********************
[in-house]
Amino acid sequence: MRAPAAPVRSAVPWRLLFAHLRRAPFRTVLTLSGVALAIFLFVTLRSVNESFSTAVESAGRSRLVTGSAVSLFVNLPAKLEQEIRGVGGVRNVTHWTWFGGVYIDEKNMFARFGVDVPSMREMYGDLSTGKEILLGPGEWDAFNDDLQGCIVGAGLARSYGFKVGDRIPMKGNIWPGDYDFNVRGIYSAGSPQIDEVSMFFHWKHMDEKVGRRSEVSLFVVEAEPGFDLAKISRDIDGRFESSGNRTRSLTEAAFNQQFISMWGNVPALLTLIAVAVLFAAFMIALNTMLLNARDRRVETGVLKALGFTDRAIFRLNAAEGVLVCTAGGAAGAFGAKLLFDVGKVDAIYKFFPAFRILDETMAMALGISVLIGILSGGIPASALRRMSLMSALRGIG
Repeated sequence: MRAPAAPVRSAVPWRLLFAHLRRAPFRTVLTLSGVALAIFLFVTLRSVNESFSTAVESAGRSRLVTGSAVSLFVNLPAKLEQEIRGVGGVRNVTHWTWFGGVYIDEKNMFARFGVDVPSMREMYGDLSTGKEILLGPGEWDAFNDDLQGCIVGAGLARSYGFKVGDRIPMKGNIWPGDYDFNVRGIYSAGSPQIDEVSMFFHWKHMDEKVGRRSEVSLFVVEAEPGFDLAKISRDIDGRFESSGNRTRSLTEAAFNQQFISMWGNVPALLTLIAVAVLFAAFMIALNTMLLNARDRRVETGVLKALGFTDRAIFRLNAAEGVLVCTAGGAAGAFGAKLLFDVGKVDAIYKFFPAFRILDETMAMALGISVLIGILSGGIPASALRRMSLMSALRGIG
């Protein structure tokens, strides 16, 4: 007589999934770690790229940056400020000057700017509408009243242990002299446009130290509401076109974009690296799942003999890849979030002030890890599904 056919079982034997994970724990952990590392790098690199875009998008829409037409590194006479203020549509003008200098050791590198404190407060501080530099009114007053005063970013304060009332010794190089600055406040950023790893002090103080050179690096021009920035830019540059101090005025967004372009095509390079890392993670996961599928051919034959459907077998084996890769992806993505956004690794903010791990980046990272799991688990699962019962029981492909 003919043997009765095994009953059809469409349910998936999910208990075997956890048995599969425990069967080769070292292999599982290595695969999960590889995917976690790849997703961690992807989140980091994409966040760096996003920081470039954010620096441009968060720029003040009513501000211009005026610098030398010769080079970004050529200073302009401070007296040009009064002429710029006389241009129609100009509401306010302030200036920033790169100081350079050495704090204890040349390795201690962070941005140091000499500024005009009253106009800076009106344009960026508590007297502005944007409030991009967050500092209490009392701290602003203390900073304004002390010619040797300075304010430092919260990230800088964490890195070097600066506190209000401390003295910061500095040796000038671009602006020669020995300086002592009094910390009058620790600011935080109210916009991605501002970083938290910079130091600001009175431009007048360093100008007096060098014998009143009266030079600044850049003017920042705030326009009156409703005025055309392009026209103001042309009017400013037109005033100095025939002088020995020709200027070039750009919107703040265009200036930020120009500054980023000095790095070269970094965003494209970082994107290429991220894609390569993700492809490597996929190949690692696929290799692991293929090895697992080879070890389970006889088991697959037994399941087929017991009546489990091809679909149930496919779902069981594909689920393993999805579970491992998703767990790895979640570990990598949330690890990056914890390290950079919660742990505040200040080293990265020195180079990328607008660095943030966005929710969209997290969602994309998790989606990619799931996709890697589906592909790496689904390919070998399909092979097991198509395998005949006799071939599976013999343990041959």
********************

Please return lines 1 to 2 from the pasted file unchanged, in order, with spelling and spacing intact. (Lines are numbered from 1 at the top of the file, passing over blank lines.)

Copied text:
[in-house]
Amino acid sequence: MRAPAAPVRSAVPWRLLFAHLRRAPFRTVLTLSGVALAIFLFVTLRSVNESFSTAVESAGRSRLVTGSAVSLFVNLPAKLEQEIRGVGGVRNVTHWTWFGGVYIDEKNMFARFGVDVPSMREMYGDLSTGKEILLGPGEWDAFNDDLQGCIVGAGLARSYGFKVGDRIPMKGNIWPGDYDFNVRGIYSAGSPQIDEVSMFFHWKHMDEKVGRRSEVSLFVVEAEPGFDLAKISRDIDGRFESSGNRTRSLTEAAFNQQFISMWGNVPALLTLIAVAVLFAAFMIALNTMLLNARDRRVETGVLKALGFTDRAIFRLNAAEGVLVCTAGGAAGAFGAKLLFDVGKVDAIYKFFPAFRILDETMAMALGISVLIGILSGGIPASALRRMSLMSALRGIG